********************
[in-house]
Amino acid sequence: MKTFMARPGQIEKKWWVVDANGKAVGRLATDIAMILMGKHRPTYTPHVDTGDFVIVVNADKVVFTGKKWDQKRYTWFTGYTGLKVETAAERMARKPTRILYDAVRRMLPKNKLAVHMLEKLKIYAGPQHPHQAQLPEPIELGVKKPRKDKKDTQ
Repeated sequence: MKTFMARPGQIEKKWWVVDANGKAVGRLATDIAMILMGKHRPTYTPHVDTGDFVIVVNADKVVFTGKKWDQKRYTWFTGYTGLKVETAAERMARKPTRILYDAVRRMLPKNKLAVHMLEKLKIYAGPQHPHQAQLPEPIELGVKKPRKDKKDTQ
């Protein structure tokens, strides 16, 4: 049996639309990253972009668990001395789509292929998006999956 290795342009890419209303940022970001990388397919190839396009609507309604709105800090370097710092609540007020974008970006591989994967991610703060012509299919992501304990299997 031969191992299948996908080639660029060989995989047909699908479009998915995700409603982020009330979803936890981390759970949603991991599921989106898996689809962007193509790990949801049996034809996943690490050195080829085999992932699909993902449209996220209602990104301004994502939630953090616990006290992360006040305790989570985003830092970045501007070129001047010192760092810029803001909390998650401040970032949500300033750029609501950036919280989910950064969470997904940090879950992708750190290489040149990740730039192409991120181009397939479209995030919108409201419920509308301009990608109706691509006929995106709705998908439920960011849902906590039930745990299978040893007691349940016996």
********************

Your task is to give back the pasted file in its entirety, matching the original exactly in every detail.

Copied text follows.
[in-house]
Amino acid sequence: MKTFMARPGQIEKKWWVVDANGKAVGRLATDIAMILMGKHRPTYTPHVDTGDFVIVVNADKVVFTGKKWDQKRYTWFTGYTGLKVETAAERMARKPTRILYDAVRRMLPKNKLAVHMLEKLKIYAGPQHPHQAQLPEPIELGVKKPRKDKKDTQ
Repeated sequence: MKTFMARPGQIEKKWWVVDANGKAVGRLATDIAMILMGKHRPTYTPHVDTGDFVIVVNADKVVFTGKKWDQKRYTWFTGYTGLKVETAAERMARKPTRILYDAVRRMLPKNKLAVHMLEKLKIYAGPQHPHQAQLPEPIELGVKKPRKDKKDTQ
């Protein structure tokens, strides 16, 4: 049996639309990253972009668990001395789509292929998006999956 290795342009890419209303940022970001990388397919190839396009609507309604709105800090370097710092609540007020974008970006591989994967991610703060012509299919992501304990299997 031969191992299948996908080639660029060989995989047909699908479009998915995700409603982020009330979803936890981390759970949603991991599921989106898996689809962007193509790990949801049996034809996943690490050195080829085999992932699909993902449209996220209602990104301004994502939630953090616990006290992360006040305790989570985003830092970045501007070129001047010192760092810029803001909390998650401040970032949500300033750029609501950036919280989910950064969470997904940090879950992708750190290489040149990740730039192409991120181009397939479209995030919108409201419920509308301009990608109706691509006929995106709705998908439920960011849902906590039930745990299978040893007691349940016996």